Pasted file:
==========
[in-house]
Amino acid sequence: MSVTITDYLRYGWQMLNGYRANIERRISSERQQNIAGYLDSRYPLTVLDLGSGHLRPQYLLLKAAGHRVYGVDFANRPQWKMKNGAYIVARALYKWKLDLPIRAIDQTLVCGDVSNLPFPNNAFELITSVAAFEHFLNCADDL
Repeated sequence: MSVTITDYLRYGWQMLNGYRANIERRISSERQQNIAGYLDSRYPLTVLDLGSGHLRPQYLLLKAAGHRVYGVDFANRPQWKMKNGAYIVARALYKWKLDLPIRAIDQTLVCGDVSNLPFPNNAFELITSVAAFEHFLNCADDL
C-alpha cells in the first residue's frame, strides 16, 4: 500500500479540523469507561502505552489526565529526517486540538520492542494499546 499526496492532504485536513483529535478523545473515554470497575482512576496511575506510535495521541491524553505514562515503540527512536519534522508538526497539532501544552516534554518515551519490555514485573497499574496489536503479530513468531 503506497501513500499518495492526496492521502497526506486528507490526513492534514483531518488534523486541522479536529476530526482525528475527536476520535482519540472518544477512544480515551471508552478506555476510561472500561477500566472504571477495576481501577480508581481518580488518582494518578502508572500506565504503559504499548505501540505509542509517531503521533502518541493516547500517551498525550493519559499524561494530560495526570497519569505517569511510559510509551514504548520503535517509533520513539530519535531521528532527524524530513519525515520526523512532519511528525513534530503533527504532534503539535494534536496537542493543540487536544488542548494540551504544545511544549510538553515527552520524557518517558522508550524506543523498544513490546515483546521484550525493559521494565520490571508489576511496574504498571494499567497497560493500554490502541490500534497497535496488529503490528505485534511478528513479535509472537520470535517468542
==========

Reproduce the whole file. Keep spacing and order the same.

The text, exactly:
[in-house]
Amino acid sequence: MSVTITDYLRYGWQMLNGYRANIERRISSERQQNIAGYLDSRYPLTVLDLGSGHLRPQYLLLKAAGHRVYGVDFANRPQWKMKNGAYIVARALYKWKLDLPIRAIDQTLVCGDVSNLPFPNNAFELITSVAAFEHFLNCADDL
Repeated sequence: MSVTITDYLRYGWQMLNGYRANIERRISSERQQNIAGYLDSRYPLTVLDLGSGHLRPQYLLLKAAGHRVYGVDFANRPQWKMKNGAYIVARALYKWKLDLPIRAIDQTLVCGDVSNLPFPNNAFELITSVAAFEHFLNCADDL
C-alpha cells in the first residue's frame, strides 16, 4: 500500500479540523469507561502505552489526565529526517486540538520492542494499546 499526496492532504485536513483529535478523545473515554470497575482512576496511575506510535495521541491524553505514562515503540527512536519534522508538526497539532501544552516534554518515551519490555514485573497499574496489536503479530513468531 503506497501513500499518495492526496492521502497526506486528507490526513492534514483531518488534523486541522479536529476530526482525528475527536476520535482519540472518544477512544480515551471508552478506555476510561472500561477500566472504571477495576481501577480508581481518580488518582494518578502508572500506565504503559504499548505501540505509542509517531503521533502518541493516547500517551498525550493519559499524561494530560495526570497519569505517569511510559510509551514504548520503535517509533520513539530519535531521528532527524524530513519525515520526523512532519511528525513534530503533527504532534503539535494534536496537542493543540487536544488542548494540551504544545511544549510538553515527552520524557518517558522508550524506543523498544513490546515483546521484550525493559521494565520490571508489576511496574504498571494499567497497560493500554490502541490500534497497535496488529503490528505485534511478528513479535509472537520470535517468542